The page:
We further employed Northern blotting to identify tRFs, and the results showed two obvious bands responding to the tRNAs and tRFs, respectively, suggesting that tRFs are a stable and novel class of small RNAs (Figure 3). Previous studies have shown that the ANG nuclease can generate 30-50nt long sitRNAs under conditions of stress from the anti-codon loops, and it has been reported to be a tRNA-specific enzyme [92–94]. The Bombyx 5′ and 3′tRFs identified here by Northern blotting were approximately ~33nt and ~40nt long, respectively. Northern blotting with overlapping probes further confirmed that the ~40nt 3′tRFs were generated by cleaving the anti-codon loops of the 72nt tRNAs (Additional file 1: Figure S7). These 5′ and 3′tRFs might be sitRNAs that are produced by the ANG nuclease. Our deep sequencing results further suggested that the ~33nt 5′tRFs and the ~40nt 3′tRFs could be further cleaved on their D and TψC loops by a certain nuclease, thereby generating the ~18nt 5′ truncated tRFs and ~21nt 3′trailer tRFs (Additional file 1: Figure S3), respectively. However, we failed to detect these BmAgo2-associated tRFs by Northern blotting from among the total RNAs of the normal or BmNPV-infected BmN cells, possible due to the low abundance of these tRF species. ANG and other RNases may be involved in generating these small tRF species, which can cleave tRNAs to produce ~20nt terminal tRFs . Furthermore, a previous study also showed that the major determinant in the processing of terminal small tRFs by ANG and possibly by related RNases is the TψC loop within the tRNA. The ANG tRF cleavage site is known to be located between the first and second base after the GTTC motif on the TψC loop . Our deep sequencing data show that a conserved GTTC domain exists at the termini of most 21nt 3′trailer tRFs, suggesting there is a potential tRF cleavage site between the GTTC cytosine and the first base after the GTTC motif on TψC loop (Additional file 1: Figure S3). The 3′trailer tRFs could not be detected by Northern blotting as they had a low total RNA abundance; however, the 3′ trailer tRFs were significantly more abundant than the 3′tRFs in the BmAgo2-associated total RNA. In the sequenced BmAgo2-associated small RNAs, the read copies of the 3′trailer tRFs were far greater than those of the 3′tRFs (Additional file 2: Table S2), suggesting that the 3′trailer tRFs preferentially associated with BmAgo2 for their functions, which might be similar to those of the siRNA pathway. For the tRNAs with a variable arm, the D loop could be cleaved at the GGCCGAGCGG cleavage site, generating the ~18nt 5′truncated tRFs (Additional file 1: Figure S3D). This result implies a possible relationship between the D loop cleavage and the variable arm during the biogenesis of 5′truncated tRFs.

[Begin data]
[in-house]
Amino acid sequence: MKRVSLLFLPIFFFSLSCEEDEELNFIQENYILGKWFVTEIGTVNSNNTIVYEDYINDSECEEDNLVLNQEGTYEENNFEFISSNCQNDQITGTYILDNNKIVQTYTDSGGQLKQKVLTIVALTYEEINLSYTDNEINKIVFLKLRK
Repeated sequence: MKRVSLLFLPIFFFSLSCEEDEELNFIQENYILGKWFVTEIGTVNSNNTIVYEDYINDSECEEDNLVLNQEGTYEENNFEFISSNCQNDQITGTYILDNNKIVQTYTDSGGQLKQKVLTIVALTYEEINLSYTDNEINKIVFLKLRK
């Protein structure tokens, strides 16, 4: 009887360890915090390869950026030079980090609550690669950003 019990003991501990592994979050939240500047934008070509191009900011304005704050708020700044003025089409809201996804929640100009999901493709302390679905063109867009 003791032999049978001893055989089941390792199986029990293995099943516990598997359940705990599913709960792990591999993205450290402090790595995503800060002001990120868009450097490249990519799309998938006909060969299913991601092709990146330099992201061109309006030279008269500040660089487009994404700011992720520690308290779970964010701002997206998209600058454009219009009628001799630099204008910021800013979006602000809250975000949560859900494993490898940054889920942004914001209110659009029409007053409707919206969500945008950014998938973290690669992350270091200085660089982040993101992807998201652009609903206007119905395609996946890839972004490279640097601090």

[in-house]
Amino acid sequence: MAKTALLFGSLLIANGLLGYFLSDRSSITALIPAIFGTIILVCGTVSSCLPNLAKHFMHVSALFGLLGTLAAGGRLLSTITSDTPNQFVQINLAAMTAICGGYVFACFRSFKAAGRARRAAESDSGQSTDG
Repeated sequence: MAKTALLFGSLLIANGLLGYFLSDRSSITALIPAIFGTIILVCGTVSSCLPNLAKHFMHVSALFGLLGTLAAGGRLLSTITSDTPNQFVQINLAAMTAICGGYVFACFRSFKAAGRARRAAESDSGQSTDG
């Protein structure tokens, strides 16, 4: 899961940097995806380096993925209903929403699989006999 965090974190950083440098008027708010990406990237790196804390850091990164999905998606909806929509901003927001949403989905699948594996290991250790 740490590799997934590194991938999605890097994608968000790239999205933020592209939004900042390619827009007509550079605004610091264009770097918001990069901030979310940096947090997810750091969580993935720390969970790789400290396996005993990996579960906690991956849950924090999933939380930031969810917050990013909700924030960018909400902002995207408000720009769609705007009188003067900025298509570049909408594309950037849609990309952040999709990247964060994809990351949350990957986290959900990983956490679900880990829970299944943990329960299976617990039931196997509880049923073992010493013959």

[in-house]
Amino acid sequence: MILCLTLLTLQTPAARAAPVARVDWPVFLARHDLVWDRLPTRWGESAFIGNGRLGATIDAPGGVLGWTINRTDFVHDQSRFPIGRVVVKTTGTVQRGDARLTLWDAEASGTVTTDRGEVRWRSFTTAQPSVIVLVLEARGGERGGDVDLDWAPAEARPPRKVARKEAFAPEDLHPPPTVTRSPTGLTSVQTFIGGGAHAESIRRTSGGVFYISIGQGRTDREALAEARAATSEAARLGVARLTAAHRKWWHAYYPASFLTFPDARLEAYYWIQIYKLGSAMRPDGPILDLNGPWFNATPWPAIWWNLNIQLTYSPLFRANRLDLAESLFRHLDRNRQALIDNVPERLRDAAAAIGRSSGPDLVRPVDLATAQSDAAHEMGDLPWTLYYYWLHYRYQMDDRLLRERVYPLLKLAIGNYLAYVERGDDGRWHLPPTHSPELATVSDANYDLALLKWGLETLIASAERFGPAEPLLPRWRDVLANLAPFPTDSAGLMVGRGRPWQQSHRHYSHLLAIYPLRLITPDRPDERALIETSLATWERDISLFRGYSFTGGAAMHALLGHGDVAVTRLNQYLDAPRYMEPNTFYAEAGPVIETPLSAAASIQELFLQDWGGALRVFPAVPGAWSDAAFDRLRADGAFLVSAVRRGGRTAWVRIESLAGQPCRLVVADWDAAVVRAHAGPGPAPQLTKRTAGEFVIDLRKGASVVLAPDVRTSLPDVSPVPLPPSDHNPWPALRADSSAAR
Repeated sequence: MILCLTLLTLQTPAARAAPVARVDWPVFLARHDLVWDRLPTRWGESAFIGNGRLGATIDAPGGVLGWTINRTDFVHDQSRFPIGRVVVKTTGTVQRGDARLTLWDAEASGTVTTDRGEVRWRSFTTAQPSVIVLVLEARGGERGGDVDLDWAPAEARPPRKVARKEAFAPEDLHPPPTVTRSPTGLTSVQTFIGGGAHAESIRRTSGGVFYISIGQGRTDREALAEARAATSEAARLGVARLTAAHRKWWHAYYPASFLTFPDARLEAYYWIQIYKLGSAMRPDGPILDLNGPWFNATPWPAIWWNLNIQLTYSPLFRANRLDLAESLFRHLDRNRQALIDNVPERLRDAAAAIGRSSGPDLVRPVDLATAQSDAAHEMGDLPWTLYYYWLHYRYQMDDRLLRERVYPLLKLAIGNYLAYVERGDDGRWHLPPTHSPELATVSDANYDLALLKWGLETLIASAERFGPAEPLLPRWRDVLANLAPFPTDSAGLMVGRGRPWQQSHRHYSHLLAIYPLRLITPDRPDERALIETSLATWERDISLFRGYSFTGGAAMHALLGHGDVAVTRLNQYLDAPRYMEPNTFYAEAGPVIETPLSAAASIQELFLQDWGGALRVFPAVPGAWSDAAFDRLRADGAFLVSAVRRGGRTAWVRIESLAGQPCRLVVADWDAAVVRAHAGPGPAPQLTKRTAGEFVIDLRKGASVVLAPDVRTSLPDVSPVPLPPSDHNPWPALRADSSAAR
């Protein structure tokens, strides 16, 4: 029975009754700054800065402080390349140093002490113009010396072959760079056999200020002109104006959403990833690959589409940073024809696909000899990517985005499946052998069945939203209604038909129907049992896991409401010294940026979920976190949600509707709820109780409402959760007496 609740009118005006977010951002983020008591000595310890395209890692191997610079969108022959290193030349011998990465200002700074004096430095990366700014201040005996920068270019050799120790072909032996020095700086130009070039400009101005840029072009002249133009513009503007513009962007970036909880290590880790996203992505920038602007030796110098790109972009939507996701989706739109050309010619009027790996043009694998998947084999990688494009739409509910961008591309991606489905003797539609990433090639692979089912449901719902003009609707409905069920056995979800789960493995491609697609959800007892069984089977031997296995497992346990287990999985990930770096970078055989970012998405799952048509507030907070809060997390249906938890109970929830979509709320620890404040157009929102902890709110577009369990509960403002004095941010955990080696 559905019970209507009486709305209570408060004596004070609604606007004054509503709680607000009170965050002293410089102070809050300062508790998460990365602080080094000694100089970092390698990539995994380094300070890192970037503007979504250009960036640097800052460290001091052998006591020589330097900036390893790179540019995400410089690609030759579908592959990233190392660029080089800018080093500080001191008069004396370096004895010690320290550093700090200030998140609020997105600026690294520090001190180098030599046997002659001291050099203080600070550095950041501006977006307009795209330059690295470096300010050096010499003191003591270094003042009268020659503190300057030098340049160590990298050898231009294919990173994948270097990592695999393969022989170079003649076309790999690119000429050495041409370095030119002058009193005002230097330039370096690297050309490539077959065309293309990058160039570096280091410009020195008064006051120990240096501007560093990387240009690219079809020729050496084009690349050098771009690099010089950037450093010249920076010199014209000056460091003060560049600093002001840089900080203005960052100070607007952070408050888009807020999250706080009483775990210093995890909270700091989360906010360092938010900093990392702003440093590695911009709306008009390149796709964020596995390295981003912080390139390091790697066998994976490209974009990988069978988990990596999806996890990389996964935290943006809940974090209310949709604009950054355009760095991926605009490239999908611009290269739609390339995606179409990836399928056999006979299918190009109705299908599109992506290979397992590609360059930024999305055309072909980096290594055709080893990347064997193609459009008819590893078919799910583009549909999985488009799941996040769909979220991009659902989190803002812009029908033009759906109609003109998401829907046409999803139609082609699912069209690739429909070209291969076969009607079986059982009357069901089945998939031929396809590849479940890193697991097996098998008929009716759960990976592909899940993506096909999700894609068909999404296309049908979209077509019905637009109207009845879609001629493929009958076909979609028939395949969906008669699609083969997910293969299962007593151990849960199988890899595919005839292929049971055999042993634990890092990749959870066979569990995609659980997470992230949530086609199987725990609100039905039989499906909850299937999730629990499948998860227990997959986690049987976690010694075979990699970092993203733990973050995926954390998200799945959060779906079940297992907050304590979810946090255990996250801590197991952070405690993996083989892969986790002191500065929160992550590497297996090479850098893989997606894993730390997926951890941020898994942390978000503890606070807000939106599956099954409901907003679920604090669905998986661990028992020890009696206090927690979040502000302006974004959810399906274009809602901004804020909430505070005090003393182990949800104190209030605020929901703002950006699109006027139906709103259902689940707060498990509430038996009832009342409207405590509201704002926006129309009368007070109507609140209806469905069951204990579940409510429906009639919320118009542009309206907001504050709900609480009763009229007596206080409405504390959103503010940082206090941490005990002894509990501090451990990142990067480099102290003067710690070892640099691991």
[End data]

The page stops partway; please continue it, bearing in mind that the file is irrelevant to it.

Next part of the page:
The tRF biogenesis that occurs under conditions of viral stress provides an important piece of evidence about the functional role of tRFs. The present work shows that when the BmN cells were infected with BmNPV, many tRFs were generated and recruited onto the BmAgo2 protein. Therefore, these tRFs were enriched among the BmAgo2-associated small RNAs. The majority of these 5′tRFs identified by Northern blotting were expressed only in BmNPV-infected cells (Figure 3A), whereas the other tRF species identified by Northern blotting were usually expressed in both the normal and the virus-infected cells (Figure 3B), suggesting the main tRF species generated by viral stress may be the 5′tRFs. The asymmetric expression of 5′tRFs implies a relationship between the 5′tRFs and BmNPV infection in the BmN cells. Furthermore, 5′tRFs accounted for an overwhelming proportion of the BmAgo2-associated small RNAs. This was especially true for Bm-AspGTC-5′a, which accounted for 59.58% of the total BmAgo2-associated small RNAs. These observations suggest that the 5′tRFs are likely to bind the BmAgo2 protein and thus influence the BmNPV infection.